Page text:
26.6

24.7

NS

NS

NS

NS

NS

Ta-Wei Tai

2012

36

36

9/27

8/28

72.1

71.5

28.6

27.9

Y

Genesis II or U2

NS

NS

NS

Hakan Ledin

2012

25

23

10/15

9/14

70.0

71.0

29.0

28.0

Y

NexgenCR, Zimmer

NS

Low-molecular-weight

NS

David Liu

2014

10

10

7/3

9/1

67.0

70.0

25.6

27.1

Y

NS

Y

NS

NS

Ashir Ejaz

2014

33

31

18/15

17/14

68.0

68.0

25.0

25.0

Y

NexgenCR, Zimmer

Y

Rivaroxaban

Tranexamic

Ashir Ejaz

2015

31

31

16/15

17/14

68.3

68.2

25.1

25.2

Y

NS

Y

NS

NS

A. Douglas

2016

28

28

16/12

16/12

62.0

62.0

29.0

29.0

Y

NS

N

Y

NS

T tourniquet, NT no tourniquet

Risk of bias assessment

In eight RCTs [17, 18, 20, 21, 22, 24, 25, 26, 27] of those included, the methods of randomization were described, and the allocation of patients was concealed by using sealed envelopes. None of the studies blinded the surgeons. Seven RCTs [20, 21, 22, 24, 25, 26, 27] involved blinding of the outcome assessments. All but one RCT [25] afforded complete outcome data, and none of the included RCTs exhibited selective outcome reporting. The results are summarized in Fig. 2.
Fig. 2

Risk of bias summary. Green indicates that the criterion is satisfied. Yellow indicates that it is unclear whether the criterion is satisfied or not. Red indicates that the study did not meet the criterion

Clinical outcome measures

Among the included studies, five [17, 19, 21, 22, 27] provided data on intraoperative blood loss. There was a significant difference between groups in terms of intraoperative blood loss, and the pooled data showed that application of a tourniquet decreased intraoperative blood loss by 143.55 mL (WMD = − 143.55 mL; 95% CI, 204.59 to − 82.52; n = 234; P < 0.00001; I2 = 94%), as shown in the forest plot (Fig. 3).
Fig. 3

Forest plot for intraoperative blood loss

Four of the included studies [19, 24, 25, 26] reported the volume of postoperative blood loss. Postoperative blood loss was measured by calculating the postoperative blood drainage volumes. Pooled data showed no significant difference between the groups in terms of postoperative blood loss (WMD = 24.07 mL; 95% CI, − 246.14 to 294.28; n = 197; P = 0.86; I2 = 86%), as shown in Fig. 4.
Fig. 4

Forest plot for postoperative blood loss

Three studies [17, 19, 21] reported data on total blood loss. Total blood loss means the sum of intraoperative and postoperative blood loss. No significant difference was observed between the tourniquet and no tourniquet groups in terms of postoperative blood loss (WMD = 17.56 mL; 95% CI, − 140.44 to 175.57; n = 98; P = 0.83; I2 = 82%), as shown in Fig. 5.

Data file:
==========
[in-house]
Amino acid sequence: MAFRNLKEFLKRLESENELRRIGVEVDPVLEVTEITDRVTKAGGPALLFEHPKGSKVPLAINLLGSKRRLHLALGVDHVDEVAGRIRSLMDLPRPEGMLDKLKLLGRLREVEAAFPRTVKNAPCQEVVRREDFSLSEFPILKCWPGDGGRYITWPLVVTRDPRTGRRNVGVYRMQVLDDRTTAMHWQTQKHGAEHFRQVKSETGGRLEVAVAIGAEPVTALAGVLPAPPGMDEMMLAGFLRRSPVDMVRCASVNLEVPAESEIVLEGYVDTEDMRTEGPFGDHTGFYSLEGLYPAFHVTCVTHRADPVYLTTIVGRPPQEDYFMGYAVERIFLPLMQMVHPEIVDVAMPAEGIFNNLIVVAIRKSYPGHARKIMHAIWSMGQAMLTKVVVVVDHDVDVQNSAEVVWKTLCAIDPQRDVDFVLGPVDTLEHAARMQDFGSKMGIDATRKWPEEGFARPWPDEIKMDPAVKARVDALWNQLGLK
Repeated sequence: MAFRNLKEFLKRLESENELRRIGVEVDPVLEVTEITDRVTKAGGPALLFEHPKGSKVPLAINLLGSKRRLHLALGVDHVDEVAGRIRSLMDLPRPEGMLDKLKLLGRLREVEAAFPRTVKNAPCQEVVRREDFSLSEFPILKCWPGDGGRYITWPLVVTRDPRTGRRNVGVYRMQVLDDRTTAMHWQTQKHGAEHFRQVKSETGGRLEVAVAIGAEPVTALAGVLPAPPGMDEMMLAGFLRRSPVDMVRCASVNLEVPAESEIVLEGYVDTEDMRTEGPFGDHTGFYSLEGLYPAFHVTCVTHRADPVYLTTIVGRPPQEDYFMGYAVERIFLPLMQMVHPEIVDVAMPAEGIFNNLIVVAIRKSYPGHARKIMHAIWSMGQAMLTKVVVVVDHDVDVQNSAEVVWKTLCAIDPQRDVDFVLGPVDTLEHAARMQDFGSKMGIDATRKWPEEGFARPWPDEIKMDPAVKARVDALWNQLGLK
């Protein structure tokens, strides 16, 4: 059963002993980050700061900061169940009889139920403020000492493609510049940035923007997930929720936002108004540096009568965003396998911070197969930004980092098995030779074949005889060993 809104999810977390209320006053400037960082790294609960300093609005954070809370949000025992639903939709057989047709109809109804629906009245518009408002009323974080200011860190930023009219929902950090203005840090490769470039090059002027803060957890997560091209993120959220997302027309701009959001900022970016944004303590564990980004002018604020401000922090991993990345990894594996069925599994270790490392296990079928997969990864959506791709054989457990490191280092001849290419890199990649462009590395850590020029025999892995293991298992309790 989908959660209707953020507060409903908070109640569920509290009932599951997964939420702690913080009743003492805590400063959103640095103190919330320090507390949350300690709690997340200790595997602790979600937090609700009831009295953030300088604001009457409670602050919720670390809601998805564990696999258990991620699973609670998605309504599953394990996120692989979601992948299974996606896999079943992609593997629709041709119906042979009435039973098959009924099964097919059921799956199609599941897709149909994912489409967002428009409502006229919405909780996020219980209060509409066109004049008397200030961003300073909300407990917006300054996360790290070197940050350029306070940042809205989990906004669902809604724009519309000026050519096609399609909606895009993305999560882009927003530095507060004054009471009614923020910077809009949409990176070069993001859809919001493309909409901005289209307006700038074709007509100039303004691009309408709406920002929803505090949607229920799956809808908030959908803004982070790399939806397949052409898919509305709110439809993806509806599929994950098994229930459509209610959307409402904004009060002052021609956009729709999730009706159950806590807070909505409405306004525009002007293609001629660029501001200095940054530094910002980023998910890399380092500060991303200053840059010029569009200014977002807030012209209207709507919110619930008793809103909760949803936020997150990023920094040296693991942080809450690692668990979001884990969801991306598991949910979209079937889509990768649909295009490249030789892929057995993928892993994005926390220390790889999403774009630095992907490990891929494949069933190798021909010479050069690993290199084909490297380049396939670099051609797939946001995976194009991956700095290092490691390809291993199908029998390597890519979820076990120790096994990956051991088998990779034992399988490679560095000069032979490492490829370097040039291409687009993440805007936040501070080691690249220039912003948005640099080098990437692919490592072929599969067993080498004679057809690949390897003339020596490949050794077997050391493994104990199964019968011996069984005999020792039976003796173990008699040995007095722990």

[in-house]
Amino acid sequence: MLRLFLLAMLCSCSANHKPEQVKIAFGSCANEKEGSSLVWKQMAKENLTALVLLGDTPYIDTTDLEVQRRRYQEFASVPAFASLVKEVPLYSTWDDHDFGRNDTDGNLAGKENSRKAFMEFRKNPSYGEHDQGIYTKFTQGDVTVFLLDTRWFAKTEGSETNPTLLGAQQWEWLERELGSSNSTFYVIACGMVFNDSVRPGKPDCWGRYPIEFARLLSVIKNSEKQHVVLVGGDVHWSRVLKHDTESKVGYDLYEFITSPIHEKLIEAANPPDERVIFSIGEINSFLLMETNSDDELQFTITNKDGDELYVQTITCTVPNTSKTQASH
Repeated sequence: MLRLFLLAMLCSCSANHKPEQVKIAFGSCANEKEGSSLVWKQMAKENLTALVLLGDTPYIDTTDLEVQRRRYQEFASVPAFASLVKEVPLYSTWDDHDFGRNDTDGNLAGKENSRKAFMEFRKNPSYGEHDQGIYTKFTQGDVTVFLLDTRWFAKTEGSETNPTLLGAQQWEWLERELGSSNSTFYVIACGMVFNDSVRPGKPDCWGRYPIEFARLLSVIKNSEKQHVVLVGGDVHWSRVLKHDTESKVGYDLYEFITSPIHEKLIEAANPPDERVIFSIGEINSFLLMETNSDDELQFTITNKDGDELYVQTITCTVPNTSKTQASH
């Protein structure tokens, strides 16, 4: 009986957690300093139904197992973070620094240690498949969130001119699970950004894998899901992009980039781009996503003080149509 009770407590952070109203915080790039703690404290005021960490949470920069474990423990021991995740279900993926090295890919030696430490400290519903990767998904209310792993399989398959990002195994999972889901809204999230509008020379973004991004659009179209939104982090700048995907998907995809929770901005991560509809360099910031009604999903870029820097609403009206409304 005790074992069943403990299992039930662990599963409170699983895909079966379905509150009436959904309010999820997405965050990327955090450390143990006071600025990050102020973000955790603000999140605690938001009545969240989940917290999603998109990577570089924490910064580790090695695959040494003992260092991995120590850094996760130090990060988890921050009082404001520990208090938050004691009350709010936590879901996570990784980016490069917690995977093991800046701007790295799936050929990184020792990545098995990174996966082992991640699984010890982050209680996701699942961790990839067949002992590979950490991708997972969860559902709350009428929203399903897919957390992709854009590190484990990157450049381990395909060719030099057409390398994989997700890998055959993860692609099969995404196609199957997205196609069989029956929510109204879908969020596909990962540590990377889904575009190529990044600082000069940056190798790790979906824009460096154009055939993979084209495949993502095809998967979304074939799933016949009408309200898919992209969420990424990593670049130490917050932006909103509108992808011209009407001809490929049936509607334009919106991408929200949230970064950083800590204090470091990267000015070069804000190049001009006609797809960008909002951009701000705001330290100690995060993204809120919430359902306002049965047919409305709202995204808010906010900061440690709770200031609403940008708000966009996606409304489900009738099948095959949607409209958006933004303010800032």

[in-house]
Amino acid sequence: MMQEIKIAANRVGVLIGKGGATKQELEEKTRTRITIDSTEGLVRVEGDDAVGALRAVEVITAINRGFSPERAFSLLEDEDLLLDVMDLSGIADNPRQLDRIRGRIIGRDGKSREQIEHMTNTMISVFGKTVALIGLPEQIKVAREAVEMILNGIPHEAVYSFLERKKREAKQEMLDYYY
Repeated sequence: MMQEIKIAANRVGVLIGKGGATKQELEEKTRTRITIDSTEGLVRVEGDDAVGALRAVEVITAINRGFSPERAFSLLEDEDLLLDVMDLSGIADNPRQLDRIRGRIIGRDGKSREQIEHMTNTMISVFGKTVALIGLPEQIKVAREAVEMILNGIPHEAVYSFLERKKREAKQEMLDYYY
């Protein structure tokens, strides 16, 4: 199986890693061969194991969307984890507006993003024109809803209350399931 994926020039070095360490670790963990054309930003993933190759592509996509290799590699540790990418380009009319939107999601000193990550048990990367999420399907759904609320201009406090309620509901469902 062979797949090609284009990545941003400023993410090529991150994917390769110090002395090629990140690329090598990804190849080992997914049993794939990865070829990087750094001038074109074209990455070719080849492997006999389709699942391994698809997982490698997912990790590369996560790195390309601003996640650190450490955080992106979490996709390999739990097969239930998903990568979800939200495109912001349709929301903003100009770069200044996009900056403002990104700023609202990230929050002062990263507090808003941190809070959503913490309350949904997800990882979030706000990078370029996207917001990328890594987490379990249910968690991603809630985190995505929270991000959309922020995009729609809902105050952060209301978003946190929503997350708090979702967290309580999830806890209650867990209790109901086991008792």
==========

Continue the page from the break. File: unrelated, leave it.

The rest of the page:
Fig. 5

Forest plot for total blood loss

There were three studies [22, 24, 25] that met the inclusion criteria and provided data on calculated blood loss. Pooled data showed that calculated blood loss was significantly less in the tourniquet group (WMD = − 125.41 mL; 95% CI, − 193.26 to − 57.56; n = 200; P = 0.0003; I2 = 26%). The results are presented as a forest plot (Fig. 6).
Fig. 6

Forest plot for calculated blood loss

There was no significant difference between the tourniquet and no tourniquet groups in terms of transfusion rate among five studies [18, 22, 25, 26, 27]. The pooled data (RR = 1.56; 95% CI, 0.63 to 3.88; n = 222; P = 0.34; I2 = 0%) are presented in a forest plot (Fig. 7).
Fig. 7

Forest plot for transfusion rate

Three studies [23, 24, 27] provided data on the rate of DVT occurrence. However, any significant difference failed to be detected. The pooled data (RR = 2.19; 95% CI, 0.50 to 9.48; n = 221; P = 0.30; I2 = 0%) are presented in a forest plot (Fig. 8).
Fig. 8

Forest plot for DVT rate

The operation time was able to be extracted from ten included studies [17, 18, 19, 20, 21, 22, 24, 25, 26, 27]. The forest plot of operation time showed that a significant difference existed between the two groups. Tourniquet use significantly decreased the operation time of TKA (WMD = − 1.08; 95% CI, − 1.50 to − 0.66; n = 464; P < 0.00001; I2 = 0%) (Fig. 9).
Fig. 9

Forest plot for operation time

Discussion

The main finding of the current meta-analysis was that using a tourniquet could significantly decrease the volume of intraoperative blood loss and the calculated blood loss. However, using a tourniquet did not significantly decrease postoperative blood loss, total blood loss, the rate of transfusion, or the rate of DVT in TKA surgery. The operation time with a tourniquet was significantly shorter than that without a tourniquet. However, the mean difference in operation time between using a tourniquet and not using a tourniquet was small.

The result showing that a tourniquet effectively reduced intraoperative blood loss was consistent with the result of previous meta-analyses [28, 29] (intraoperative blood loss: − 161.13 [− 203.52, − 118.74], 295 to 631 mL, 88.06–450.39, 279.82 to 116.60). Controlling intraoperative blood loss during TKA has at least two benefits: (1) it can provide a bloodless field of view and (2) it might be beneficial for bone cement to be able to penetrate bone trabeculae, which may contribute to increased stability of the prosthesis [30]. These benefits are the main reasons that surgeons choose to use tourniquets.